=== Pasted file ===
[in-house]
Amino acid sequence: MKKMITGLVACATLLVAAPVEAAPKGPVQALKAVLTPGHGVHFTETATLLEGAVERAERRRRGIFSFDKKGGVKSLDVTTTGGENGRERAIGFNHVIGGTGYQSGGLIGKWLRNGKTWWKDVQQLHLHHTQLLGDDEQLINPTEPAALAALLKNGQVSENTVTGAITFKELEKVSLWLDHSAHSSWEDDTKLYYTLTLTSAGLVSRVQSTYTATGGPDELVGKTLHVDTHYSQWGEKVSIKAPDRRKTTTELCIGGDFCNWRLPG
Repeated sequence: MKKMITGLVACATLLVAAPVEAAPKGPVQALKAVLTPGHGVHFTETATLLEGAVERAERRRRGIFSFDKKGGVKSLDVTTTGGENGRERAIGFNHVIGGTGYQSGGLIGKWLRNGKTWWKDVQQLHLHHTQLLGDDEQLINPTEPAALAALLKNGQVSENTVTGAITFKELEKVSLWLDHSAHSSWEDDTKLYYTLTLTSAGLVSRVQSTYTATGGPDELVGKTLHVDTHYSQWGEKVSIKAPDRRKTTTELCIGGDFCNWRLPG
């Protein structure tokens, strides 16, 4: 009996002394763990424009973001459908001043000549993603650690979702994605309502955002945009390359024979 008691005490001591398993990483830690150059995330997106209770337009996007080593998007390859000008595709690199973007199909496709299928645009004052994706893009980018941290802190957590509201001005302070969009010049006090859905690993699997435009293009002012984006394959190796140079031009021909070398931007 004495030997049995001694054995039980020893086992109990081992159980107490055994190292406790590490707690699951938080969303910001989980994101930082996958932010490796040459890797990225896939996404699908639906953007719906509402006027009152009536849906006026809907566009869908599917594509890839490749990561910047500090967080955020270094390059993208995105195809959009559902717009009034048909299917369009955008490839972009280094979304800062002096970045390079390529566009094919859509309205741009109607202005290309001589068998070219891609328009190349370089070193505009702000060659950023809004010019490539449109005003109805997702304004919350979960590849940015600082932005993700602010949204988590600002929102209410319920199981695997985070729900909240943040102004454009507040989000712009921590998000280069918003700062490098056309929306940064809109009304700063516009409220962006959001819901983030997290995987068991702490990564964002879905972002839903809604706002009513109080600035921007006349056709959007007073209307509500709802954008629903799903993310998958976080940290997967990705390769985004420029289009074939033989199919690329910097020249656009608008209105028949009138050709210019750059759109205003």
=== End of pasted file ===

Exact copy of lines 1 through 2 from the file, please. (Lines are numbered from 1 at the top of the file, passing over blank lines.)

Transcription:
[in-house]
Amino acid sequence: MKKMITGLVACATLLVAAPVEAAPKGPVQALKAVLTPGHGVHFTETATLLEGAVERAERRRRGIFSFDKKGGVKSLDVTTTGGENGRERAIGFNHVIGGTGYQSGGLIGKWLRNGKTWWKDVQQLHLHHTQLLGDDEQLINPTEPAALAALLKNGQVSENTVTGAITFKELEKVSLWLDHSAHSSWEDDTKLYYTLTLTSAGLVSRVQSTYTATGGPDELVGKTLHVDTHYSQWGEKVSIKAPDRRKTTTELCIGGDFCNWRLPG